Quicken Loans, the largest Federal Housing Administration (FHA) lender in the country, is standing its ground in a government lawsuit for allegedly knowingly submitting claims for hundreds of improperly underwritten FHA-insured loans.
This is not the first time that the online mortgage lender has pleaded its case against mortgage fraud allegations from the Department of Justice (DOJ) and will likely not be the last.
CEO of Quicken Loans Bill Emerson came forward this week to let the DOJ know that it will not settle and admit to committing fraud.
According to an interview with CNBC's "Squawk Box," Emerson said, "For us, that's not something we can even begin to stomach," he told CNBC, saying he welcomes a jury trial. "[To] look our 12,000 team members in the eye and say, 'guess what, we committed fraud against the United States government' … we didn't. We won't say it."
Emerson also admitted to CNBC that Quicken did make "simple mistakes," but the DOJ is "dead wrong" in its accusations of mortgage fraud against them.
The lender filed a suit in April 2015 in the U.S. District Court for the Eastern District of Michigan against the U.S. Department of Justice and the Department of Housing and Urban Development, claiming the agencies have been trying to bully the company into making “blatantly false” statements and demanding the company pay “an inexplicable penalty or face legal action,” according to a statement released by Quicken.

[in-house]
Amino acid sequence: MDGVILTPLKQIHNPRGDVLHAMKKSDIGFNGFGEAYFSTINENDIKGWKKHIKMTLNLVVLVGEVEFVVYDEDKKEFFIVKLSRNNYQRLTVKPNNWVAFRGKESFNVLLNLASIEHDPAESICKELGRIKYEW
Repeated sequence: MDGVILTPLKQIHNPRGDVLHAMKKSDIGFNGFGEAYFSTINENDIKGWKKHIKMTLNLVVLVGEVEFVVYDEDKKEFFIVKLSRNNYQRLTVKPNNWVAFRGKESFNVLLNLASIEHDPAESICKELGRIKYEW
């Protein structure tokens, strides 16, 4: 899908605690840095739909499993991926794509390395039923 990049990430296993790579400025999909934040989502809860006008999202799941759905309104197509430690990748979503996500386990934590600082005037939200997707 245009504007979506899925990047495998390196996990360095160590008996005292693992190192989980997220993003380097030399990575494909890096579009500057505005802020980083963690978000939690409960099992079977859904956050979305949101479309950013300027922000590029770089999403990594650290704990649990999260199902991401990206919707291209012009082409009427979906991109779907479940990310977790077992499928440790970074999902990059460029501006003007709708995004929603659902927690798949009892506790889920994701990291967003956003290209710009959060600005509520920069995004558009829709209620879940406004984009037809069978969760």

The Justice Department followed in less than a week with a suit against Quicken Loans accusing them of submitting or causing the submission of claims for hundreds of improperly underwritten loans insured by the FHA from September 2007 to December 2011. On the same type of issues, the DOJ has gone after many other lenders, which resulted in more than $100 million in mortgage settlements.
The Detroit-based lender claims the government has enjoyed “extraordinary profitability for FHA's insurance program” through its efforts, saying the company’s participation in FHA's program will earn the government more than $5.7 billion in net profits “from the insurance premiums collected above and beyond claims made from over $40 billion in FHA home loan volume closed by Quicken Loans during the 2007 to 2013 timeframe.”
"After three years of struggling to understand the DOJ's position and methodology,” Emerson noted in a previous statement, “it is time to ask the court to intervene. It's a shame the DOJ would choose to attack the country's largest and highest quality FHA lender … at the very time our nation needs expanded access to credit for middle-class Americans who benefit most from the FHA program.”